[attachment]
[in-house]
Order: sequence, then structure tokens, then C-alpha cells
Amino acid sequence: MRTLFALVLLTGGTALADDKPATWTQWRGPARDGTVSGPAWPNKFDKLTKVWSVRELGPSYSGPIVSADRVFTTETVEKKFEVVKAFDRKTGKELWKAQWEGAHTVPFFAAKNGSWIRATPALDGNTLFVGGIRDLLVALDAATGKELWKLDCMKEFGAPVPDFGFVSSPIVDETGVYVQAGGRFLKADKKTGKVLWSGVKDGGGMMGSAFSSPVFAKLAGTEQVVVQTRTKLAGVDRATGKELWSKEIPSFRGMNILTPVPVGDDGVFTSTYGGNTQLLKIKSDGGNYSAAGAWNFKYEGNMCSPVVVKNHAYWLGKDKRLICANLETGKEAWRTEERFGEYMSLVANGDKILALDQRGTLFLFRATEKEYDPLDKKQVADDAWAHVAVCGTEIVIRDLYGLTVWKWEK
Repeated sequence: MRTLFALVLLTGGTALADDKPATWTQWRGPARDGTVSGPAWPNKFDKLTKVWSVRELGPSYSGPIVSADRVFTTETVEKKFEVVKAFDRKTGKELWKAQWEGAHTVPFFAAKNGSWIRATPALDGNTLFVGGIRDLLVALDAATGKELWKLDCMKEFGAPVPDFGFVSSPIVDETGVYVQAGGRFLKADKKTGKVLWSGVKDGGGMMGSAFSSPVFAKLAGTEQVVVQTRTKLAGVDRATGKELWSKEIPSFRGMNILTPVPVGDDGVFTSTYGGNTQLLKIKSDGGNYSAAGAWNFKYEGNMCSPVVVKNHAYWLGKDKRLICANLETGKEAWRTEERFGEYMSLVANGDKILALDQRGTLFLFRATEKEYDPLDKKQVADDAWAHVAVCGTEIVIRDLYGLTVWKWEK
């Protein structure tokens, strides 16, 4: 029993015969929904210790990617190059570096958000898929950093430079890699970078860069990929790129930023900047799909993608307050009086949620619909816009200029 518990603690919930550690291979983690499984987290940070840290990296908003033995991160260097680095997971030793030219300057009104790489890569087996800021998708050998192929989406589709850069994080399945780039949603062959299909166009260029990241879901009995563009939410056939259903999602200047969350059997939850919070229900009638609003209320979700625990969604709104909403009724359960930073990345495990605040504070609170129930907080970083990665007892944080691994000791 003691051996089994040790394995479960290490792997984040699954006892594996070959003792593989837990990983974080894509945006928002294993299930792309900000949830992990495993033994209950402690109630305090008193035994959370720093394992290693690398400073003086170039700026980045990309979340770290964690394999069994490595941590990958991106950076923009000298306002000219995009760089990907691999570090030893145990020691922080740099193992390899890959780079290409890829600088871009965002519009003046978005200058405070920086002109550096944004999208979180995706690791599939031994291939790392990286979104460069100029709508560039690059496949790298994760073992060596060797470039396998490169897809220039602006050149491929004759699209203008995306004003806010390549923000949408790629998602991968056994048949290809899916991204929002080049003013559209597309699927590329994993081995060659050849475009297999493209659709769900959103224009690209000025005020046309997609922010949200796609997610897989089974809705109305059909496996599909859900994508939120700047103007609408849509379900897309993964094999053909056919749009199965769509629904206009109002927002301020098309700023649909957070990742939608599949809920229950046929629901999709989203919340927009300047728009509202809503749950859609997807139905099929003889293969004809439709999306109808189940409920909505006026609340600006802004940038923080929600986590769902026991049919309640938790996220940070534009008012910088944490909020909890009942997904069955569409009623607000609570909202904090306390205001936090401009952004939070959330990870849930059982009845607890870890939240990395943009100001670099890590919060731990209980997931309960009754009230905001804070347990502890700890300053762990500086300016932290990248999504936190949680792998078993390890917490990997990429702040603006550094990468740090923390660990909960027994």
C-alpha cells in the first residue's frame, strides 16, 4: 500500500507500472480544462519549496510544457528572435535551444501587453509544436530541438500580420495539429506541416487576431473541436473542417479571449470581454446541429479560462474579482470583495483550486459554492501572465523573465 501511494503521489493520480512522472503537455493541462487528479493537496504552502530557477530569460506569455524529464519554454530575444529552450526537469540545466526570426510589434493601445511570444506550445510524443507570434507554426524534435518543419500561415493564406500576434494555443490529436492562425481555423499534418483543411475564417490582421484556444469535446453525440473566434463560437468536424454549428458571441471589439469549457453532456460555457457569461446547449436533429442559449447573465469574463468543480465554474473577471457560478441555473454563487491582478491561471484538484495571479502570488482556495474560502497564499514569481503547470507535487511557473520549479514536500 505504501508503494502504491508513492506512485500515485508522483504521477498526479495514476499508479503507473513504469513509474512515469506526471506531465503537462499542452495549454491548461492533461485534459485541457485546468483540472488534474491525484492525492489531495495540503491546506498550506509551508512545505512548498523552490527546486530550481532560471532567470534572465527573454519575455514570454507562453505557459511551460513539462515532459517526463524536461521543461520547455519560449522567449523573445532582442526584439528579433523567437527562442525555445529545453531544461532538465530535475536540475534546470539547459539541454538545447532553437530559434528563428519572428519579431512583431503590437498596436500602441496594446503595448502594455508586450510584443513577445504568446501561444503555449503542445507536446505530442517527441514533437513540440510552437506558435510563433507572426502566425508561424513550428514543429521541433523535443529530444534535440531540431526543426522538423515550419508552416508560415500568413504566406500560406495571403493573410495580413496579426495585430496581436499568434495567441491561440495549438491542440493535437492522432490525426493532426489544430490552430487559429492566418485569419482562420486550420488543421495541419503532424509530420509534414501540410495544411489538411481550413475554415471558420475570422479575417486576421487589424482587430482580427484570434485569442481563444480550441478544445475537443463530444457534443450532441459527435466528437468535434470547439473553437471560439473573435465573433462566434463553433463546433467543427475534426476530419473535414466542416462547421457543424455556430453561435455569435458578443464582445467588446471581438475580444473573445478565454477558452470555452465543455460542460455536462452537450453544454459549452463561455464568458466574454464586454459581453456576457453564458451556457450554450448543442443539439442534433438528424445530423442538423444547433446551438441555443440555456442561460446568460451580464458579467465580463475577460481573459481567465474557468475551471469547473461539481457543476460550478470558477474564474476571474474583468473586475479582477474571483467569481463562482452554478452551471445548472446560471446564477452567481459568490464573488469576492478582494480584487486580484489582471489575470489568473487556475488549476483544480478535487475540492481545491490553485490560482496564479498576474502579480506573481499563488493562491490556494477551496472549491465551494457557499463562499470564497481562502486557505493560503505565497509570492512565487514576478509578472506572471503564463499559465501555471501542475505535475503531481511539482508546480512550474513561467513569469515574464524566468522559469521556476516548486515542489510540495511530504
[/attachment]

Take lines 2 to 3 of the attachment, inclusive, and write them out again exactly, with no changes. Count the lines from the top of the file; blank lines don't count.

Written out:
Order: sequence, then structure tokens, then C-alpha cells
Amino acid sequence: MRTLFALVLLTGGTALADDKPATWTQWRGPARDGTVSGPAWPNKFDKLTKVWSVRELGPSYSGPIVSADRVFTTETVEKKFEVVKAFDRKTGKELWKAQWEGAHTVPFFAAKNGSWIRATPALDGNTLFVGGIRDLLVALDAATGKELWKLDCMKEFGAPVPDFGFVSSPIVDETGVYVQAGGRFLKADKKTGKVLWSGVKDGGGMMGSAFSSPVFAKLAGTEQVVVQTRTKLAGVDRATGKELWSKEIPSFRGMNILTPVPVGDDGVFTSTYGGNTQLLKIKSDGGNYSAAGAWNFKYEGNMCSPVVVKNHAYWLGKDKRLICANLETGKEAWRTEERFGEYMSLVANGDKILALDQRGTLFLFRATEKEYDPLDKKQVADDAWAHVAVCGTEIVIRDLYGLTVWKWEK